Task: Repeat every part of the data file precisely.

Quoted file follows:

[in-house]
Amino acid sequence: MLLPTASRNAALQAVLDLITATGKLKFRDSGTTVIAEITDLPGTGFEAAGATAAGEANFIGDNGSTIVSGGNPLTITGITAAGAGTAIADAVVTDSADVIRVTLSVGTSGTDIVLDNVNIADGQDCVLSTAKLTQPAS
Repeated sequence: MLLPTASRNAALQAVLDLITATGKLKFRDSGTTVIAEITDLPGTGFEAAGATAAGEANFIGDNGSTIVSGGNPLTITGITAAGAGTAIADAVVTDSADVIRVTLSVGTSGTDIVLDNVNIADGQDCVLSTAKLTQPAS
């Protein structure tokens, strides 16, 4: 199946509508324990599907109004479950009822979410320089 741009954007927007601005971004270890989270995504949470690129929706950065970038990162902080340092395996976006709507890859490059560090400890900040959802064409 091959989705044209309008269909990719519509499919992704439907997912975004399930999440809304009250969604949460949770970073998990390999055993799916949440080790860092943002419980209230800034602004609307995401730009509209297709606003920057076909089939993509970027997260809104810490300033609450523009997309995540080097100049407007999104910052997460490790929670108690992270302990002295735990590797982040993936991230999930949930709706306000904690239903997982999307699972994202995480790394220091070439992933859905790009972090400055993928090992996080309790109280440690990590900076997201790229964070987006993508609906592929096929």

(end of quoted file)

[in-house]
Amino acid sequence: MLLPTASRNAALQAVLDLITATGKLKFRDSGTTVIAEITDLPGTGFEAAGATAAGEANFIGDNGSTIVSGGNPLTITGITAAGAGTAIADAVVTDSADVIRVTLSVGTSGTDIVLDNVNIADGQDCVLSTAKLTQPAS
Repeated sequence: MLLPTASRNAALQAVLDLITATGKLKFRDSGTTVIAEITDLPGTGFEAAGATAAGEANFIGDNGSTIVSGGNPLTITGITAAGAGTAIADAVVTDSADVIRVTLSVGTSGTDIVLDNVNIADGQDCVLSTAKLTQPAS
């Protein structure tokens, strides 16, 4: 199946509508324990599907109004479950009822979410320089 741009954007927007601005971004270890989270995504949470690129929706950065970038990162902080340092395996976006709507890859490059560090400890900040959802064409 091959989705044209309008269909990719519509499919992704439907997912975004399930999440809304009250969604949460949770970073998990390999055993799916949440080790860092943002419980209230800034602004609307995401730009509209297709606003920057076909089939993509970027997260809104810490300033609450523009997309995540080097100049407007999104910052997460490790929670108690992270302990002295735990590797982040993936991230999930949930709706306000904690239903997982999307699972994202995480790394220091070439992933859905790009972090400055993928090992996080309790109280440690990590900076997201790229964070987006993508609906592929096929």